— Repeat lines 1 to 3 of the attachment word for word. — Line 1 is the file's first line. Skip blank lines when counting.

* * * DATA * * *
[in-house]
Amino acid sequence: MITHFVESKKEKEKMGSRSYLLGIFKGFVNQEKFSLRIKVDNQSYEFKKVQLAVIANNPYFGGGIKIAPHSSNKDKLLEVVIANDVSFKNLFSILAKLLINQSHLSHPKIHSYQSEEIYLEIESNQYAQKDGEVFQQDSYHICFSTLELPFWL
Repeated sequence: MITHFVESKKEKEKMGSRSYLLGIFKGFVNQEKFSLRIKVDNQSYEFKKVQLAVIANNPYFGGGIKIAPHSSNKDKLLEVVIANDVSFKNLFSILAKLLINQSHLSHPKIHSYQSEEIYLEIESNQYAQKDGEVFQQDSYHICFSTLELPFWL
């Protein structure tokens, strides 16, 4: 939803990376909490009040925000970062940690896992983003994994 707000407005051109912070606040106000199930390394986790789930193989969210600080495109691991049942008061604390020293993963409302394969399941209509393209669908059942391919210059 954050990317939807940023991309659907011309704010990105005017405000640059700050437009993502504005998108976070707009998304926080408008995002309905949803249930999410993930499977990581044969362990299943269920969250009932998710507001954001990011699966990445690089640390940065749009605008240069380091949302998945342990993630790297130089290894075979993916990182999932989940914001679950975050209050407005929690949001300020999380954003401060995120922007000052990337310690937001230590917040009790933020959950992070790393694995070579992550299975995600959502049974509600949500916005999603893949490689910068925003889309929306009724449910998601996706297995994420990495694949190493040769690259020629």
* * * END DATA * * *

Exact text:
[in-house]
Amino acid sequence: MITHFVESKKEKEKMGSRSYLLGIFKGFVNQEKFSLRIKVDNQSYEFKKVQLAVIANNPYFGGGIKIAPHSSNKDKLLEVVIANDVSFKNLFSILAKLLINQSHLSHPKIHSYQSEEIYLEIESNQYAQKDGEVFQQDSYHICFSTLELPFWL
Repeated sequence: MITHFVESKKEKEKMGSRSYLLGIFKGFVNQEKFSLRIKVDNQSYEFKKVQLAVIANNPYFGGGIKIAPHSSNKDKLLEVVIANDVSFKNLFSILAKLLINQSHLSHPKIHSYQSEEIYLEIESNQYAQKDGEVFQQDSYHICFSTLELPFWL